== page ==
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Securing Your Future: budget savings package

19 May 2005

Hon Dr Michael Cullen Minister of Finance

Securing Your Future: budget savings package

"Budget 2005 will help New Zealanders to save, giving them greater security and choice and strengthening the economy," says Finance Minister Michael Cullen.

"The Securing Your Future package will make it easier for people to develop a long-term savings habit. It will also help many purchase their first home."

Estimated to cost $588 million over the next four years, components include: KiwiSaver, a government-sponsored work-based savings scheme, including features to assist first home purchase; a substantial expansion of the Mortgage Insurance Scheme and; education programmes for financial literacy and home buyers.

KiwiSaver will be a voluntary scheme, enabling people to put 4 or 8 per cent of their gross salary automatically into a savings fund. Savers will have personalised accounts they can take with them as they shift jobs.

"The government will kick-start each person’s account with a contribution of $1000," Dr Cullen said. "It will also pay part of the fund management fees, increasing the return that people get on their investment." To make participation easy, new employees will be automatically enrolled in KiwiSaver and have three weeks to decide whether to remain members. Existing employees, the self-employed and beneficiaries will be able to opt in.

"Policy design for KiwiSaver is well-advanced," Dr Cullen said. "We expect to introduce legislation to the House toward the end of this year and see it passed next year, enabling KiwiSaver to open on 1 April 2007."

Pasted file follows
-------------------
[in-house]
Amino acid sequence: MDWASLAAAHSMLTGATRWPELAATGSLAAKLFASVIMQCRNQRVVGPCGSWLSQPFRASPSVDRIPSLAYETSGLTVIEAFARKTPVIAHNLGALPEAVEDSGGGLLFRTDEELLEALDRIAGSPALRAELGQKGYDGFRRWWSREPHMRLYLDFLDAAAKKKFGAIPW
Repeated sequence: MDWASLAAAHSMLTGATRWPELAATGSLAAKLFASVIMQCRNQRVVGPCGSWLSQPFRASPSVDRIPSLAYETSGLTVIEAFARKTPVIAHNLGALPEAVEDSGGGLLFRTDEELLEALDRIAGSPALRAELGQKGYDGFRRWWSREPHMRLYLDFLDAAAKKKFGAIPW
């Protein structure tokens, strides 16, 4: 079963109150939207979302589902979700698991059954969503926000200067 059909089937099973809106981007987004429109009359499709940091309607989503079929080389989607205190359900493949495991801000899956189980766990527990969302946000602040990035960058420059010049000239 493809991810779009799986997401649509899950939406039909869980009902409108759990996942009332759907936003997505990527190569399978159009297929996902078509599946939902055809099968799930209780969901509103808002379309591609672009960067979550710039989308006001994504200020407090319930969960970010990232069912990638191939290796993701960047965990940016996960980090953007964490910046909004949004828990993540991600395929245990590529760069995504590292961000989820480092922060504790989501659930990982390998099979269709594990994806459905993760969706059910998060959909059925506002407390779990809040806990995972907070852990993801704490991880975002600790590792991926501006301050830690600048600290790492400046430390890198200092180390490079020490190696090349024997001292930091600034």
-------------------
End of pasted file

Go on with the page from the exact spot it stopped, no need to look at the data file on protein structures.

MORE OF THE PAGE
Dr Cullen said the government aimed to lift New Zealand’s household savings rates, which are among the lowest in the OECD.

"Low savings and a high external debt to GDP ratio put pressure on our current account balance. This makes New Zealand vulnerable to shifts in the availability and price of international capital, and adds a premium to our interest rates.

"Increasing our pool of domestic savings should lessen our exposure to these risks. It could also strengthen the flow of finance to New Zealand businesses, given that investors tend to prefer to invest in their home market.

"Savings also benefit the individual, conferring a greater sense of financial security in both work and retirement."

Dr Cullen said that although KiwiSaver's main purpose was to help people save for their retirement, first home buyers would be able to withdraw their funds for a deposit on a house. They would then be able to divert their fund payments into repaying their mortgage.

"When people have been KiwiSaver members for at least three years and are ready to buy their first home, the government will help with their deposit. They will receive $1000 for each year's membership in KiwiSaver, up to a maximum of $5000.

"Our estimates are that KiwiSaver will enable around 3000 households a year to realise the dream of owning their own home," Dr Cullen said.

The budget also contains measures to expand the Housing New Zealand Corporation's Mortgage Insurance Scheme, which helps people who can support a mortgage but can raise little or no deposit. Within three years, loans under the scheme are expected to increase from fewer than 1000 a year to 5000 a year.

"Home ownership has been declining, and New Zealand will be better off if we can reverse this," Dr Cullen said. "The security of home ownership is linked with better health and educational achievement and a stronger sense of community. Ownership helps people participate in society, giving a sense of control and independence."

Education programmes for financial literacy and home buyers will be developed over the coming year, giving New Zealanders more opportunities to pick up knowledge that helps them save and invest successfully.

ENDS

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